A proposal to repeal Florida’s system of public financing for statewide campaigns won’t make it into the state constitution, at least for now.
Frank Kruppenbacher, the proposed amendment’s sponsor, withdrew it from consideration at Wednesday’s meeting of the Florida Constitution Revision Commission’s Ethics and Election committee.
That was after representatives of progressive groups, including the League of Women Voters of Florida, uniformly opposed the idea (P 56).
But Kruppenbacher, a CRC appointee of Gov. Rick Scott, said he instead intends to press lawmakers to think about reforming the system this year. (See update below.) The state spent over $4.3 million in the 2014 election cycle financing campaigns, according to records.
“I see the election process as having been co-opted by money to the point where the public has been disinterested and not paying attention to campaigns,” said Kruppenbacher, an attorney with the statewide Morgan & Morgan law firm, in an interview.
“Look at Washington, look at Congress, and how broken it is,” Kruppenbacher added. “But everybody keeps getting re-elected. Nobody can campaign against (the incumbents).”
But the Legislature itself placed a similar amendment on the ballot for statewide approval in 2010. It flunked at the polls with 52 percent approval; amendments need 60 percent for adoption.
“I guess I just question strategically why to put this before voters” since they already rejected it, Integrity Florida’s Ben Wilcox told the panel.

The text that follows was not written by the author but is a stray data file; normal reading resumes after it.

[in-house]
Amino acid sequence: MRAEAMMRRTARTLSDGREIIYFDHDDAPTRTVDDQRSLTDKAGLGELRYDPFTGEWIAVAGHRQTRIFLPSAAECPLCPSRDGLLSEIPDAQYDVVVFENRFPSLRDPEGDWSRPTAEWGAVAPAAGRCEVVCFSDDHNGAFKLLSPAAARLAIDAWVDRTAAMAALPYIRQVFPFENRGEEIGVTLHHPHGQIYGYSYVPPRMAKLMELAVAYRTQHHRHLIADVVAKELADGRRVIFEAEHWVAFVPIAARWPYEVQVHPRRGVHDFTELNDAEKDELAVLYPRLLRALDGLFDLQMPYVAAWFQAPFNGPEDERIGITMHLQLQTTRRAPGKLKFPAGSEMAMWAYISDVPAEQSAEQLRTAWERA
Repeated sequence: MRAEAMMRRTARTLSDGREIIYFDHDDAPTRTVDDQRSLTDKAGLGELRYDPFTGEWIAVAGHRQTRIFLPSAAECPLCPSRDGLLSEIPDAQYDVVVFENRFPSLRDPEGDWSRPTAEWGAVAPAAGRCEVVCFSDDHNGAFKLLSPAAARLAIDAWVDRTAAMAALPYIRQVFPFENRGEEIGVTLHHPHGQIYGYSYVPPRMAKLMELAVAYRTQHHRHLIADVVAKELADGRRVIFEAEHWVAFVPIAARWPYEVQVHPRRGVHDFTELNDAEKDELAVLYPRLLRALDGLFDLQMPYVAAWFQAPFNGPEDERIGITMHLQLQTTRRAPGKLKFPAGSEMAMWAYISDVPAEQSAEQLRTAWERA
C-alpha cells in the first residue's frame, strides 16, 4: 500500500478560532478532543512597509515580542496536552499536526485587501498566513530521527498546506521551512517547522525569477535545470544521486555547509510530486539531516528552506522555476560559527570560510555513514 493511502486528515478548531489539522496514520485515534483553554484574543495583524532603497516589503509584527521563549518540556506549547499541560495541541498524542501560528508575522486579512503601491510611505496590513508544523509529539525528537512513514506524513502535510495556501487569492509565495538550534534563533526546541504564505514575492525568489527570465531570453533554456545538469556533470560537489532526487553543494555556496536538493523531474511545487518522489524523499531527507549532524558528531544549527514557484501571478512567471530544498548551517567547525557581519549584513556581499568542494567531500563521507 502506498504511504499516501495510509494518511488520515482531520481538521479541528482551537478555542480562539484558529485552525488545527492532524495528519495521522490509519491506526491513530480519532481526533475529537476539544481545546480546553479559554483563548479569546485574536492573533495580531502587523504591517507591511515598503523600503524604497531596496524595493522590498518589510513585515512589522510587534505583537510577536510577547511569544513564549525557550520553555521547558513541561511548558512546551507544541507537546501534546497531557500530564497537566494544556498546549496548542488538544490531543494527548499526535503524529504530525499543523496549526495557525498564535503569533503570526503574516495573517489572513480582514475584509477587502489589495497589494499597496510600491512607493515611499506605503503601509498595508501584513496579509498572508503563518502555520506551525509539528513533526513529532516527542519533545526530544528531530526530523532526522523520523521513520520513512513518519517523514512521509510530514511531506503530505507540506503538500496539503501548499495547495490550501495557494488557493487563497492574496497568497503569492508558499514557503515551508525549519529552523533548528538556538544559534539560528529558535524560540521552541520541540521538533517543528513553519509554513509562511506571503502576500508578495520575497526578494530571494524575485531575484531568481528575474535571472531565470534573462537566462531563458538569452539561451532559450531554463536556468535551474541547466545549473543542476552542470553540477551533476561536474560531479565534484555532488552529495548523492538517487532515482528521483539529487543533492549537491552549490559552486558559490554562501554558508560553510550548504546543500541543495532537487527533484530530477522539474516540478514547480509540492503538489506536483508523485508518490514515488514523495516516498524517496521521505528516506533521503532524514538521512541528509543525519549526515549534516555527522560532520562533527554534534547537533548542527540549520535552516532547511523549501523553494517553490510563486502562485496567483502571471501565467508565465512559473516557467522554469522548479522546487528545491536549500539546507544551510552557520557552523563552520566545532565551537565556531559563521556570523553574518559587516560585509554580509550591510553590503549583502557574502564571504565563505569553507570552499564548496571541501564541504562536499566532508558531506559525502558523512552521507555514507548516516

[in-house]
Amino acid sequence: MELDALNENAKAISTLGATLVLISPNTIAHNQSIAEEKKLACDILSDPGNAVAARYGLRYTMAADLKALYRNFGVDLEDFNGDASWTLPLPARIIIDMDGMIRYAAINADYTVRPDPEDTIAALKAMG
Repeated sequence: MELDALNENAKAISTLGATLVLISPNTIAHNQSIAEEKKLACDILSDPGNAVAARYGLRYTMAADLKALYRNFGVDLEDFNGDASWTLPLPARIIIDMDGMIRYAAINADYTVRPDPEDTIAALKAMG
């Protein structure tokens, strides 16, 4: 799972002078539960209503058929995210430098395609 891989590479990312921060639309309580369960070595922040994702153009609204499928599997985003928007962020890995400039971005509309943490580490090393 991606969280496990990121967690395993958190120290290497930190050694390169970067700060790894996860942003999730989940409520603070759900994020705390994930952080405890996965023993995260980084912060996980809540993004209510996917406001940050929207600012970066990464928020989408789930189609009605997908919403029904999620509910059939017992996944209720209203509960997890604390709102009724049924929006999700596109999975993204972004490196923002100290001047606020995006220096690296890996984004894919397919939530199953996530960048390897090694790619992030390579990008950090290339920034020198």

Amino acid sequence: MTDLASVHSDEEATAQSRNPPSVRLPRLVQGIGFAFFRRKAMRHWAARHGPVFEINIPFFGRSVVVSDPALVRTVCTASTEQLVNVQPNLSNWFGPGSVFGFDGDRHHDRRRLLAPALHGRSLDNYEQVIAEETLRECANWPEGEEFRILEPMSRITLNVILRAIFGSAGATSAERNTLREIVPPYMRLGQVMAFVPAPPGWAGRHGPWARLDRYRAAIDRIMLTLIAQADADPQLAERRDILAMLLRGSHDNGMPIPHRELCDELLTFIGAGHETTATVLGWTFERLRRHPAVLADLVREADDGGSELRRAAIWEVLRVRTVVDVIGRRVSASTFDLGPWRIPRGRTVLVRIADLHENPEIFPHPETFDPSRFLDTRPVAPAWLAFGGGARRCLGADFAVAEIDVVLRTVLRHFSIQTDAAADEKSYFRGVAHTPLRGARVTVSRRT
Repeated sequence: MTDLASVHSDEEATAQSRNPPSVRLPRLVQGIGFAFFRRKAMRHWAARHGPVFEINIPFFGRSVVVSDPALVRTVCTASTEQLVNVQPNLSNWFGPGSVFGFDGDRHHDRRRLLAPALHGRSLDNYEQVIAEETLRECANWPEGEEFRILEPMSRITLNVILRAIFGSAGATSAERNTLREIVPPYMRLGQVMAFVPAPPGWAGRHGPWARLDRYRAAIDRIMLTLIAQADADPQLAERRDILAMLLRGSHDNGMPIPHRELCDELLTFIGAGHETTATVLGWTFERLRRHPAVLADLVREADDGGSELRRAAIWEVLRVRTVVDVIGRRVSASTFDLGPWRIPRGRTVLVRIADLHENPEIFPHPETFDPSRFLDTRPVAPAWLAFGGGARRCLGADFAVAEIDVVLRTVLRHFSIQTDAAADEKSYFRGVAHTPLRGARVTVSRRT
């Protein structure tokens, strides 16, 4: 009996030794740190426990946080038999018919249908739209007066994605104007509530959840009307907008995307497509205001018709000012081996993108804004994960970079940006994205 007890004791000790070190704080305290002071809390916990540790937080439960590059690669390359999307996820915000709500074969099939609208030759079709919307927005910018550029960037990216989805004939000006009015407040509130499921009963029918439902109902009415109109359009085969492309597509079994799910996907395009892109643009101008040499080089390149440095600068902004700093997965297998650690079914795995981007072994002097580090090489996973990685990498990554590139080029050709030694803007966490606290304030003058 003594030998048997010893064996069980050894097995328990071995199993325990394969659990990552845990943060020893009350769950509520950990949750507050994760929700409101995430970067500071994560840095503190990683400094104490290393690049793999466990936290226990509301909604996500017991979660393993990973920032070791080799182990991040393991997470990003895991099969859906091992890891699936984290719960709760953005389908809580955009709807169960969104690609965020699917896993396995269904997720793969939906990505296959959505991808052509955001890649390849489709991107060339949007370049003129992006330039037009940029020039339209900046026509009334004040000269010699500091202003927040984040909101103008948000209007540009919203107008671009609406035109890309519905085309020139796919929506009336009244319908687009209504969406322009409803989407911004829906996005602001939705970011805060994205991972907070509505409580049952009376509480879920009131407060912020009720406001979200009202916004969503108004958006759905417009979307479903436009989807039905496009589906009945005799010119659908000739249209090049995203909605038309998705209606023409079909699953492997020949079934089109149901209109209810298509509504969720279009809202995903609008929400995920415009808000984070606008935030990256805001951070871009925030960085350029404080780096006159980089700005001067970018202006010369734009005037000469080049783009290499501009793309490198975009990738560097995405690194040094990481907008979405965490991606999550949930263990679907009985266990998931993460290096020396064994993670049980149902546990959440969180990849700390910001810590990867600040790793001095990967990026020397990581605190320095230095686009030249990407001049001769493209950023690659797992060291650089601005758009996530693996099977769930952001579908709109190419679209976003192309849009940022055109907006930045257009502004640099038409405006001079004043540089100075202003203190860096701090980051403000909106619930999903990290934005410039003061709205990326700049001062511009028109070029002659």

House Speaker and presumptive Republican candidate for governor Richard Corcoran, however, has said he wants public campaign financing to end, calling it “welfare for politicians.”
Now, public dollars are available to candidates for governor, attorney general, agriculture commissioner and chief financial officer, though the money comes with some provisos.
The funds come out of the state’s general revenue, but there had been a “Election Campaign Financing Trust Fund” that was shut down in 1996.
Past statewide candidates that have taken public financing include Agriculture Commissioner and Republican candidate for governor Adam Putnam, who took $587,000 for his 2010 election and another $459,000 during his 2014 re-election.
Attorney General Pam Bondi took $432,000 in 2010 and $328,000 in 2014. Gov. Rick Scott took no public dollars to fund his 2010 or 2014 campaigns, records show.
During the meeting, Kruppenbacher told the panel, “We’re funding people who are already highly funded … I’d rather see (the money) go to school children.”
Update: GOP state Rep. Frank White of Pensacola, a candidate for attorney general, filed legislation later on Wednesday to repeal provisions in state law and the state constitution on “public financing of campaigns of candidates for elective statewide office.”